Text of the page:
For most of my listening I used the -10dB attenuator to get the DAC close to 4v, and then used Roon to DSP volume match it and the other DACs I was comparing against to the nearest 0.001dB. Most consumer audio devices will not be able to accept a 12.22Vrms signal. My preamplifier can accept a max of about 8.5Vrms for example.
However I did also try connecting the DAC3 directly to my AHB2 at full output with the AHB2 in low gain.
To give an impression of the overall sound of the DAC3, I can best describe it as ‘fine’.
I couldn’t point out any particular problems or specific issues in the sound. There were no troubles with sibilance, no lack of impact on energetic tracks, it could stage decently, and detail retrieval was good.
But….I also couldn’t really find anything that stood out to me as particularly impressive. Resolution didn’t seem to be any better than a Gustard X18, soundstage wasn’t as big as an SMSL D1SE, timbre wasn’t as realistic as a Holo Spring 3, and it left me feeling a bit mixed. For £1999 I wanted the DAC3 to be more impressive sounding than it was.
I currently have the ZMF Atriums in for review, and one thing they do exceptionally well is low-end ‘slam’. These things punch HARD and they make it pretty obvious when you’re running them on a softer sounding chain.
Playing DROELOE’s ‘Bon Voyage’, at around 1:00, the synth kicks and claps were fast, clear and sharp without coming across as harsh or aggressive.
They were certainly hitting harder than a more ‘polite’ sounding DAC such as the Chord Qutest, which does tend to feel a little held back on tracks like this. But when swapping directly to the Gustard X26 Pro there was suddenly just that bit of extra punch and control. It was hitting you in the chest and SHOWING the force of those synths, not just telling you about it.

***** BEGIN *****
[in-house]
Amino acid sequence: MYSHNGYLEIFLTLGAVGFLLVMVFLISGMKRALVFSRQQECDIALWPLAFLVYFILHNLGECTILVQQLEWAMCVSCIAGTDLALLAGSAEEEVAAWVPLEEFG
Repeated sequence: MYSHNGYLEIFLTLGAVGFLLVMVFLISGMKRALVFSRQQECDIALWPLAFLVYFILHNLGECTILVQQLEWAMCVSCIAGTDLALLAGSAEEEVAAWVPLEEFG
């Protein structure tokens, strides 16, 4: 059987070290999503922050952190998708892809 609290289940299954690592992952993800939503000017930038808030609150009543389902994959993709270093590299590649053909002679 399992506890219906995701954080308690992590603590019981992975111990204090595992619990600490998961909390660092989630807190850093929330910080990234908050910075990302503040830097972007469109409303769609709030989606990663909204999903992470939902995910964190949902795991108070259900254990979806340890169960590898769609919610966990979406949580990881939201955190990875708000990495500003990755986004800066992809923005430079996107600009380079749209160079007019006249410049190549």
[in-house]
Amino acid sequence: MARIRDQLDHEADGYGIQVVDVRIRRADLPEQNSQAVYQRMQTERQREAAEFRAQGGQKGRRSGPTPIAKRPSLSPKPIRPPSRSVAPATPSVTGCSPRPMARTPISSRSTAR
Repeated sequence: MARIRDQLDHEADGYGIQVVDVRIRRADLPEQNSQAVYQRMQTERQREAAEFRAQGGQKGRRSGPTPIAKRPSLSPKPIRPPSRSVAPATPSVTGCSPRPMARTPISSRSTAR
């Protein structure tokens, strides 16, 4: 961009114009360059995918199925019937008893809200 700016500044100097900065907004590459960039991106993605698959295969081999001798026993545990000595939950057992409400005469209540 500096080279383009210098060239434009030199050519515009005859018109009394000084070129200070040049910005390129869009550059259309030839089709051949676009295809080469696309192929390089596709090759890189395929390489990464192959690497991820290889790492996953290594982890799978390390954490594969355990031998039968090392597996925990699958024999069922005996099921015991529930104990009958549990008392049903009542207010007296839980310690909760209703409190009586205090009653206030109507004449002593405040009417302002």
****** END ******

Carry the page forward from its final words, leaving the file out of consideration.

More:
Overall technical performance:
Other areas of what some might call technical performance such as the clarity of separation is again ‘fine’.
How clearly the space between instruments or elements of the mix is presented is a big factor for me personally in how immersed and drawn into the music I can get. How easily you can focus on just one thing, listening to it and it alone, like focusing on a single voice or conversation in a crowded room,
When I listen to music I tend to move my attention between different elements at different times, especially on tracks I’m more familiar with.
And so on DACs like the Holo May or Denafrips Terminator, this aspect of separation is absolutely sublime, allowing you to focus on just that one little hi-hat in the background, with nothing obstructing it no matter how busy the rest of the track gets.
Poorer DACs often have an issue whereby when low-end heavy tracks in particular get more busy, the clarity and low level resolution of elements suffers. You can no longer hear that hi-hat clearly because the bass guitar is bleeding over the rest of the mix!
But the DAC3 was something of a halfway house here. Even in tracks with rock guitar, plenty of drums, big airy reverberations and all sorts going on such as Plini’s ‘Sweet Nothings’, there was never an issue with a lack of clarity. The detail of any particular element never suffered from the rest of the track being busier, but what did get worse was the clarity of SPACE between them.
Even though you could still hear all of the lower level information about that hi-hat, the imaging from the DAC3 is not particularly precise and as a result it sounded slightly as though things were coming from the same general direction.
At 2:02 in this track there is a piano, ride cymbal, guitar, and what seems to be a woodwind-esque synth.
On the DAC3 the actual detail of all of these is there even with all playing simultaneously. But the direction of each element is slightly ‘smeared’. And so it’s not quite as easy to focus on just the percussion for example because other elements are somewhat laid ontop of it.
Then you swap to the Chord DAVE and suddenly everything is absolutely laser precise. Everything in its own very specific direction with no intrusion over eachother and you can simply focus on any element of your choosing and ignore the rest.
The DAC3 provides something of a ‘wall of sound’ as opposed to a fully separated and distinct rendition of each element.